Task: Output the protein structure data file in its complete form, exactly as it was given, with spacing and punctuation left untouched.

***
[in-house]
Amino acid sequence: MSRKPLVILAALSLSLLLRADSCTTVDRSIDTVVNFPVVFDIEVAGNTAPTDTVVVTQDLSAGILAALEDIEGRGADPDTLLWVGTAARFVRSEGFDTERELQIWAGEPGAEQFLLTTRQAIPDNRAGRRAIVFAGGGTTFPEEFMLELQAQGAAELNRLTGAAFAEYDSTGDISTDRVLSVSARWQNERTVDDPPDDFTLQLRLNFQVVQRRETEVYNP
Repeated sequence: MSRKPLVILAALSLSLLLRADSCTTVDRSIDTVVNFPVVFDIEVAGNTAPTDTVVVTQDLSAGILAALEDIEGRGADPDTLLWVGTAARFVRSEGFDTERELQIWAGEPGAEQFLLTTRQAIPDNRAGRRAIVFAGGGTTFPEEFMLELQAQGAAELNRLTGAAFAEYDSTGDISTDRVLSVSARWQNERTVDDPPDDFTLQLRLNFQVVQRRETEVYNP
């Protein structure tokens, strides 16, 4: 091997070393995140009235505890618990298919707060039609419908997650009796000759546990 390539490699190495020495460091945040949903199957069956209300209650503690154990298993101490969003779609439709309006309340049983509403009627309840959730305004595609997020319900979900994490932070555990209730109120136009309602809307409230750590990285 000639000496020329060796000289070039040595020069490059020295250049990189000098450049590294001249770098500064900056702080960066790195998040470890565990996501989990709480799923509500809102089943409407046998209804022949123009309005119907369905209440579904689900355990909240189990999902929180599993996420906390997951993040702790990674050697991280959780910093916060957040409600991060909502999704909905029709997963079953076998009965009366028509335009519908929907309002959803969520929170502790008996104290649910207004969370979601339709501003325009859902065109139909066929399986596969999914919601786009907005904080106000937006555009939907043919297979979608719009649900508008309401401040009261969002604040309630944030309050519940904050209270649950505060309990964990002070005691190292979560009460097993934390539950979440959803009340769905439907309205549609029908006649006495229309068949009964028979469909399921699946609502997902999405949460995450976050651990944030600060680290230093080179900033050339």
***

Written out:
[in-house]
Amino acid sequence: MSRKPLVILAALSLSLLLRADSCTTVDRSIDTVVNFPVVFDIEVAGNTAPTDTVVVTQDLSAGILAALEDIEGRGADPDTLLWVGTAARFVRSEGFDTERELQIWAGEPGAEQFLLTTRQAIPDNRAGRRAIVFAGGGTTFPEEFMLELQAQGAAELNRLTGAAFAEYDSTGDISTDRVLSVSARWQNERTVDDPPDDFTLQLRLNFQVVQRRETEVYNP
Repeated sequence: MSRKPLVILAALSLSLLLRADSCTTVDRSIDTVVNFPVVFDIEVAGNTAPTDTVVVTQDLSAGILAALEDIEGRGADPDTLLWVGTAARFVRSEGFDTERELQIWAGEPGAEQFLLTTRQAIPDNRAGRRAIVFAGGGTTFPEEFMLELQAQGAAELNRLTGAAFAEYDSTGDISTDRVLSVSARWQNERTVDDPPDDFTLQLRLNFQVVQRRETEVYNP
């Protein structure tokens, strides 16, 4: 091997070393995140009235505890618990298919707060039609419908997650009796000759546990 390539490699190495020495460091945040949903199957069956209300209650503690154990298993101490969003779609439709309006309340049983509403009627309840959730305004595609997020319900979900994490932070555990209730109120136009309602809307409230750590990285 000639000496020329060796000289070039040595020069490059020295250049990189000098450049590294001249770098500064900056702080960066790195998040470890565990996501989990709480799923509500809102089943409407046998209804022949123009309005119907369905209440579904689900355990909240189990999902929180599993996420906390997951993040702790990674050697991280959780910093916060957040409600991060909502999704909905029709997963079953076998009965009366028509335009519908929907309002959803969520929170502790008996104290649910207004969370979601339709501003325009859902065109139909066929399986596969999914919601786009907005904080106000937006555009939907043919297979979608719009649900508008309401401040009261969002604040309630944030309050519940904050209270649950505060309990964990002070005691190292979560009460097993934390539950979440959803009340769905439907309205549609029908006649006495229309068949009964028979469909399921699946609502997902999405949460995450976050651990944030600060680290230093080179900033050339």